Otherwise, the R32 was hugely entertaining in the canyons. A slow entry to reduce understeer put the emphasis on the 4Motion to pull you out the other side. With the traction control off, we'd get all four wheels sliding on the way in and then spinning as the fought for grip on the way out.
Once again, the stock suspension was very forgiving, coping well with the rapid extension and compression caused by the undulating road surface, but understeer was your constant companion.
In a recent test, Eurocode Tuning provided a modified GTI (similar to ours) to run against a stock R32 on a racetrack. The FWD 2.0T reportedly returned faster lap times. But in the uniquely demanding canyons, the R32 seemed to have the upper hand.
With more straights, where the tuned 2.0T could stretch its legs, the modified GTI may have had the advantage, but in the twisting canyons, the R32 felt marginally faster.
It would be interesting to return with summer tires on the R32 and narrower rear tires on the modified GTI. With each car's weakness canceled, the battle would be even more intense.
So which of our three Golfs represents the ultimate version? All three are winners.
A stock GTI represents incredible value for money because it does everything so well. It was never embarrassed but can definitely be improved upon: as the modified example proved. With some well-chosen parts, you really don't lose anything. In fact, we gained in acceleration, braking, handling and comfort. These parts brought the GTI almost level with the R32. In fact, the lighter four cylinder was a distinct advantage, resulting in less understeer compared to the R32. However, the R32 is able to compensate for its weight with great traction and a spirited engine that has more power and torque than our initial impressions revealed.
The R32 is certainly flawed - heavy, thirsty, expensive, cosmetically dull, no manual option - yet it's incredibly rewarding to drive under the right circumstances.
If you simply drive city streets and freeways, we'd recommend you save buy the stock GTI, with the option to modify it at a later date. If you want to occasionally track your car or enjoy a blast through the countryside, we'd advise you to modify the GTI and unleash more of its potential. But if you regularly drive on demanding roads, where all-weather traction is essential and where the exhaust note can bounce between rock walls, we'd happily recommend the R32. It's a spectacular, if imperfect, machine.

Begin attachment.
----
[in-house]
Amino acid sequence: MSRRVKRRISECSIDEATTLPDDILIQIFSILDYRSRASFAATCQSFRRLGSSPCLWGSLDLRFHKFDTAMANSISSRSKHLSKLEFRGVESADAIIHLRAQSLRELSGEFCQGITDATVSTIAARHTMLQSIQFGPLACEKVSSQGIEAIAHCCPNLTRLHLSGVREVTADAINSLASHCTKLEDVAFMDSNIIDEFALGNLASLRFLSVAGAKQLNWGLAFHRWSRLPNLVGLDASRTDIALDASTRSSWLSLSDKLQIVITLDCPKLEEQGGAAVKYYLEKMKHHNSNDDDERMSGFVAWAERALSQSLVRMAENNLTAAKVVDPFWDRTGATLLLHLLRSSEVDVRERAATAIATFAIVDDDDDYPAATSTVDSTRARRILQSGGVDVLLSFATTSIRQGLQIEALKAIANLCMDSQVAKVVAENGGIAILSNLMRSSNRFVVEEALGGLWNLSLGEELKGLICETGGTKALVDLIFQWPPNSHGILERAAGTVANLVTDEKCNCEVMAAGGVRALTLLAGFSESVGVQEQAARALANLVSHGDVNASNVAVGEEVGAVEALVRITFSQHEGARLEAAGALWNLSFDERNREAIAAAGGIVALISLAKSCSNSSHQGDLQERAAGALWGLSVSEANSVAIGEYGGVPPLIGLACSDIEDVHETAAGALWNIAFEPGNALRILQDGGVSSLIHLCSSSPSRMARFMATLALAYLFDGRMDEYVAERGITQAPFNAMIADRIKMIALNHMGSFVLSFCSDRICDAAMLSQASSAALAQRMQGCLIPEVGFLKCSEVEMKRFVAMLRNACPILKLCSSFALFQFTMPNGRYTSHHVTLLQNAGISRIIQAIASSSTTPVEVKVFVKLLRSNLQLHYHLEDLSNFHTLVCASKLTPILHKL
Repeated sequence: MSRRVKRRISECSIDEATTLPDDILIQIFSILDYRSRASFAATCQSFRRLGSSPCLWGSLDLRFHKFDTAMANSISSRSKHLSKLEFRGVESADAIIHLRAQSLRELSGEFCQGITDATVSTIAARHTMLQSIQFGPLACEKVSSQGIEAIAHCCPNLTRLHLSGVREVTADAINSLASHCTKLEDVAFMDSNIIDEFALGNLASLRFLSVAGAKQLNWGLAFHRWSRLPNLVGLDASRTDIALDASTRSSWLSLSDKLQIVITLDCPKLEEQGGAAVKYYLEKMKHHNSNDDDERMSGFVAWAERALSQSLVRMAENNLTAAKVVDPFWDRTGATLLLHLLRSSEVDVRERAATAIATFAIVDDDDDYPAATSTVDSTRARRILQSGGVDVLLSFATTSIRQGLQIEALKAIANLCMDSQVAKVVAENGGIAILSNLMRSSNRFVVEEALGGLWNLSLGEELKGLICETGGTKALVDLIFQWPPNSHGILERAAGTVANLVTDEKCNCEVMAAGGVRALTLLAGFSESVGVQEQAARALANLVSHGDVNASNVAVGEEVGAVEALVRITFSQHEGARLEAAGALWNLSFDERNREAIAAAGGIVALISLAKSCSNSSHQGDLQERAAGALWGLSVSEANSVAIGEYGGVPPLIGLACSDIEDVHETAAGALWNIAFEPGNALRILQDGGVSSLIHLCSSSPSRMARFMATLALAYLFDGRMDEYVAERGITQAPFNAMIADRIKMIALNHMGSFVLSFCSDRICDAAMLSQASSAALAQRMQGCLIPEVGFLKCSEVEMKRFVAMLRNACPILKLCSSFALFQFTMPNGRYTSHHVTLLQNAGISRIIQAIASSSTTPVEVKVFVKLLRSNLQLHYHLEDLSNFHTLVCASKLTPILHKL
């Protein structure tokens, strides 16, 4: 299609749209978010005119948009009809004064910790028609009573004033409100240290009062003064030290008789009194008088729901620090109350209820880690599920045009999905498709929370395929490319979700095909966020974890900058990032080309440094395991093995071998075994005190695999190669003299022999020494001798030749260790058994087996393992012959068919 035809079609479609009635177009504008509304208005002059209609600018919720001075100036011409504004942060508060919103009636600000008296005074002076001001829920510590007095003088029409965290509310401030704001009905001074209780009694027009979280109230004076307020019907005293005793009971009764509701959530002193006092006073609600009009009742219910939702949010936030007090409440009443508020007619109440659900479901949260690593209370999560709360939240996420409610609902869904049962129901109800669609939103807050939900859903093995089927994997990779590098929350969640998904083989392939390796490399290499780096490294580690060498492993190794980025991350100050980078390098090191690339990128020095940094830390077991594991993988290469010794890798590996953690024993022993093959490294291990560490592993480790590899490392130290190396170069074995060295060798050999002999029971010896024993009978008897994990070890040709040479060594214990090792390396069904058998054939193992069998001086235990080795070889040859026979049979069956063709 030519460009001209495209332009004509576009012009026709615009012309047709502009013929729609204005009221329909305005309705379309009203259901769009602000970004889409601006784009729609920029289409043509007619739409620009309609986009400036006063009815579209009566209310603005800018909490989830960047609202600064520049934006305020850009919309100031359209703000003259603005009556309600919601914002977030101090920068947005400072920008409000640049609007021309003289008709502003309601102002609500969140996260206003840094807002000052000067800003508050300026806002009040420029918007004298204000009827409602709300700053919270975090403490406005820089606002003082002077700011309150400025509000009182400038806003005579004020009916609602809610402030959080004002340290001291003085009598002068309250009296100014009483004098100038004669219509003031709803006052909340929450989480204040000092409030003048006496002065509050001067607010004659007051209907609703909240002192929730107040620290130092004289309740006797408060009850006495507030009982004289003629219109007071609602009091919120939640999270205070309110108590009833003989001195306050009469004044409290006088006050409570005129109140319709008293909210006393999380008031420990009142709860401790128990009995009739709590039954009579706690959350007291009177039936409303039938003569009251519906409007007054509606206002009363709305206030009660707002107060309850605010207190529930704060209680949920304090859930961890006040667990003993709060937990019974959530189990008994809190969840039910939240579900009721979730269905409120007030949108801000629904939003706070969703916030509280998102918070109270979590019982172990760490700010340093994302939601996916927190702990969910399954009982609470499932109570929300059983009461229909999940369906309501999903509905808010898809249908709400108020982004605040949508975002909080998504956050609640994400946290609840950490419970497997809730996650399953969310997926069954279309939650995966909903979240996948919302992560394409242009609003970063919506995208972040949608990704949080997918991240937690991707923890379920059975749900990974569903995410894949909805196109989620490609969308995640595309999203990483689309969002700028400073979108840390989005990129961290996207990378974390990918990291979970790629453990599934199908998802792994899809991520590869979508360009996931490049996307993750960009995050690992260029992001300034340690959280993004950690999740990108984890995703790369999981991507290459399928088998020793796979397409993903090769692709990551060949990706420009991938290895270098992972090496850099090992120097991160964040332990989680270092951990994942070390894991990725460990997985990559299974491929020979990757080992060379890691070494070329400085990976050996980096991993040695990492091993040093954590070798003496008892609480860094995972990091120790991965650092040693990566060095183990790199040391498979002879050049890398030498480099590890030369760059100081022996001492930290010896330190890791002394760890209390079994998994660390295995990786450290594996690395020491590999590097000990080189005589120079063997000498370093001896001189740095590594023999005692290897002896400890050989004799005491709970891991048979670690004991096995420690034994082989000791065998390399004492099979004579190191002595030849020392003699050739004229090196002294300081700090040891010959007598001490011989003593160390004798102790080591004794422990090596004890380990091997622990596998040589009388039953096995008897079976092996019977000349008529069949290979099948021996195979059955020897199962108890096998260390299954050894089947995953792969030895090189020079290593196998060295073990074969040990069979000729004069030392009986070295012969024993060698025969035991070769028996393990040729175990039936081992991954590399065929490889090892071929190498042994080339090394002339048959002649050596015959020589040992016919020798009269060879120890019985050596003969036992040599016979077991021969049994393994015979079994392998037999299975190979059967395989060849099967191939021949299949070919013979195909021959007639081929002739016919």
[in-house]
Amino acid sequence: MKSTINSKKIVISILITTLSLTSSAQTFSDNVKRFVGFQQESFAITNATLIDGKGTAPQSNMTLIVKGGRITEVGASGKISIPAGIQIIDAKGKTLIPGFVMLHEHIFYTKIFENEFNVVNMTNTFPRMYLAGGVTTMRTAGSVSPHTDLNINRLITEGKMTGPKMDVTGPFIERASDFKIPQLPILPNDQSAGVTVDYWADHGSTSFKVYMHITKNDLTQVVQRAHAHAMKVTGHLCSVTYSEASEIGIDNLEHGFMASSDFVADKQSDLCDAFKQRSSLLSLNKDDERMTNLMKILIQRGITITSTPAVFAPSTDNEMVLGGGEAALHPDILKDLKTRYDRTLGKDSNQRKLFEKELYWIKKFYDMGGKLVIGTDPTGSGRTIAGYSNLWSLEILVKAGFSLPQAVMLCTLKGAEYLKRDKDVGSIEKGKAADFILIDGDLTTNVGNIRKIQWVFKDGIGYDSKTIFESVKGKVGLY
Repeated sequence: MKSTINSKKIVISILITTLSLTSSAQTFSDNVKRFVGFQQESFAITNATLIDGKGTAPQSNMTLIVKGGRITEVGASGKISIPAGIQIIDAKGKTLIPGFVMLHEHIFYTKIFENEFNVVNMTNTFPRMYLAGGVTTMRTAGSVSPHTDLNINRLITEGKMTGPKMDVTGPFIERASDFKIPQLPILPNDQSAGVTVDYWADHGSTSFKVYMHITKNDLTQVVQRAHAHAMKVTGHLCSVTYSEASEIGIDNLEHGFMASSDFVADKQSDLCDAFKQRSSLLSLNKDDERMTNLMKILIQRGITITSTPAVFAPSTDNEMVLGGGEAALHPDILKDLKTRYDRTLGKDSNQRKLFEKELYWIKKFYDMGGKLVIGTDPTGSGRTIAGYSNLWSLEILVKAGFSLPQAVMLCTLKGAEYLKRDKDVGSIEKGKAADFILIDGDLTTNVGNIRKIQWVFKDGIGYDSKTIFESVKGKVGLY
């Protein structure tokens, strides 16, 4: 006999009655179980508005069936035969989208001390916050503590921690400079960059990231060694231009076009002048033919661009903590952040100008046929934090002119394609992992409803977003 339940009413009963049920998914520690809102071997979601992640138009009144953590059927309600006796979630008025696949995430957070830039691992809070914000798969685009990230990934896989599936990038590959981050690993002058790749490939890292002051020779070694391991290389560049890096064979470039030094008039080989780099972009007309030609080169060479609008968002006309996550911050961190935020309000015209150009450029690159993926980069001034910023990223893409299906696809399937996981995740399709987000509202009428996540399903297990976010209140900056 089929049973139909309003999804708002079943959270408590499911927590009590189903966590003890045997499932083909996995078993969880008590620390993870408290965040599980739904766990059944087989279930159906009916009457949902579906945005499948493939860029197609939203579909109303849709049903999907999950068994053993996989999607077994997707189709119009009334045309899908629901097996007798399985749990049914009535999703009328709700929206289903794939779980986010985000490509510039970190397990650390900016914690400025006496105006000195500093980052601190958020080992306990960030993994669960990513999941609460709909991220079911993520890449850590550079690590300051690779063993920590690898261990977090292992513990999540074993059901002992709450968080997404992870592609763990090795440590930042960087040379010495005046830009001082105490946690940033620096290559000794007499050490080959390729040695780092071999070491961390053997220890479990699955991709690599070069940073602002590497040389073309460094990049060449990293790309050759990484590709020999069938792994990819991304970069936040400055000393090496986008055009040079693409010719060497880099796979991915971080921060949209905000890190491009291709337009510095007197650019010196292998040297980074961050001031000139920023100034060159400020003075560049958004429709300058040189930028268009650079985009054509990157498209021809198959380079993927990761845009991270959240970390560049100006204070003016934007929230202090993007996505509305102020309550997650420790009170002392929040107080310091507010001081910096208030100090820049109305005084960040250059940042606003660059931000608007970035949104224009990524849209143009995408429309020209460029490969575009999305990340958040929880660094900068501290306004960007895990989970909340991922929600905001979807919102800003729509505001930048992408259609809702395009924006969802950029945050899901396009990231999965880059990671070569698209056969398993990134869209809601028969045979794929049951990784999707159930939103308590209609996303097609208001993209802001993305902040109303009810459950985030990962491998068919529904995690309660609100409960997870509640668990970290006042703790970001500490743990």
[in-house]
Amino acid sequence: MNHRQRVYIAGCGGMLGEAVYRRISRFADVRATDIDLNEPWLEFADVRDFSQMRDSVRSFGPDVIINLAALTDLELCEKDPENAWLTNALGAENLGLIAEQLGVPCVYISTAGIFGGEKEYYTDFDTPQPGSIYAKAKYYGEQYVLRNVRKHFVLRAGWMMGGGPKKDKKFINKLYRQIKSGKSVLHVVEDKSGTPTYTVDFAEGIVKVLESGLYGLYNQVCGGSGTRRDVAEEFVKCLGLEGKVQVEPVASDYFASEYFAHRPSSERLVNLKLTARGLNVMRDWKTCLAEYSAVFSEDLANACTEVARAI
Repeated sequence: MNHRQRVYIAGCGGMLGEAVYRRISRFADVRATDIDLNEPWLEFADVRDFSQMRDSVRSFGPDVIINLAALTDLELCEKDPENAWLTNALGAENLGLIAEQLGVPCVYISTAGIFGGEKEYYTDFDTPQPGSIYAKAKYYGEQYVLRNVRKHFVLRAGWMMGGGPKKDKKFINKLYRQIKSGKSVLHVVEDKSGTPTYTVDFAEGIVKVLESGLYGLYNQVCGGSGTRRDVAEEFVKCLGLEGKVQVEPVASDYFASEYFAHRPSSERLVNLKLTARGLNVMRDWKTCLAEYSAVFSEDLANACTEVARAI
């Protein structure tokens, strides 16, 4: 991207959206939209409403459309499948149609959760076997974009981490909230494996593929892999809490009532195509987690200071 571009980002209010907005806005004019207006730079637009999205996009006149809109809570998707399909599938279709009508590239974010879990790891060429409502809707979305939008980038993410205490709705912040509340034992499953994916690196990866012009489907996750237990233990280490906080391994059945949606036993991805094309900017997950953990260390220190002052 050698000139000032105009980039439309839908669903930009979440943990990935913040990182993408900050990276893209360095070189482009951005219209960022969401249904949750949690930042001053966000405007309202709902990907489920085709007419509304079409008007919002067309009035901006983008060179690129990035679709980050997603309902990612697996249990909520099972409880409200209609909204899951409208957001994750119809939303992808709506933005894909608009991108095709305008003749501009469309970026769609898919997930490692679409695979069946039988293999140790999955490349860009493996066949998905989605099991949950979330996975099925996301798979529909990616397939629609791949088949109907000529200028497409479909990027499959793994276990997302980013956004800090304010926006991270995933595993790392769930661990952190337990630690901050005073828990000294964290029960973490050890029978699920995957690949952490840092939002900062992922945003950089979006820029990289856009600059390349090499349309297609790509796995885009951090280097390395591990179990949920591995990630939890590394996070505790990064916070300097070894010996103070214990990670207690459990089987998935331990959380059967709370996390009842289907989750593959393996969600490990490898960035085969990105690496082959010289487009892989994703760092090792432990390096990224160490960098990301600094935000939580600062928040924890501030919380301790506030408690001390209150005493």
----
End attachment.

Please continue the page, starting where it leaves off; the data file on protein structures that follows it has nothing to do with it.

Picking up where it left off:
VW vs BMW
So how does BMW's new 300hp, 300 lb/ft RWD twin-turbo 135i Coupe compare to the R32? On paper, it doesn't. And on our regular commute, the BMW is more comfortable, quieter and more flexible. It's also better equipped - but at a price!However, the canyons are a great equalizer and you need a cohesive package in order to succeed on these incredible roads.
Initially, we struggled to take the RWD platform to its limits after driving the VWs all day, but eventually the BMW came into its own. It's huge six-piston front brakes provided astonishing power, and while the cars appear to be similar weight, the BMW is better balanced front to rear. It also has a longer wheelbase and wider track, making it more stable. With wider tires and more power, the BMW should have had it all its own way.
But you can make an R32 dance on the limit of adhesion. And get on the power sooner thanks to its AWD. So we were staggered to see just how close these two cars were as we came to the end of our chosen canyon. Given more straights, the 135i would've demolished the VW, but throw in some hairpins and the R32 is right there again. In fact, the R32 is probably easier to drive at 10/10ths, whereas the BMW requires a little more commitment to take it to the limit on these roads.
Out of interest, we zeroed all the trip computers in the cars prior to the canyon runs. We then took a leisurely drive home along Highway 1 before hitting city streets for a few miles. The following mpg figures were recorded by each car but with a variety of drivers. They reflect some pretty hard driving, but are disappointing nonetheless.
Stock GTI: 12.1mpg
Modified GTI: 12.5mpg
This was closer than I expected. The last time I drove the R32 it was at 6000ft in the Alps and the VR6 was wheezing for oxygen. Back down at sea level in the hills around Malibu, CA it was a different animal altogether - crisper, more agile, more responsive.
Our day in the hills was full of surprises. The first surprise was getting reacquainted with the stock GTI. I couldn't believe how good it was. The car was fast and nimble; fun to drive, just as it had been the first time I drove it.
In the city, the stock GTI is ample for any occasion. It did the job well and costs thousands less than the other cars here. But in the hills, the tires started to slide and the brakes overheated as it fought valiantly to keep up.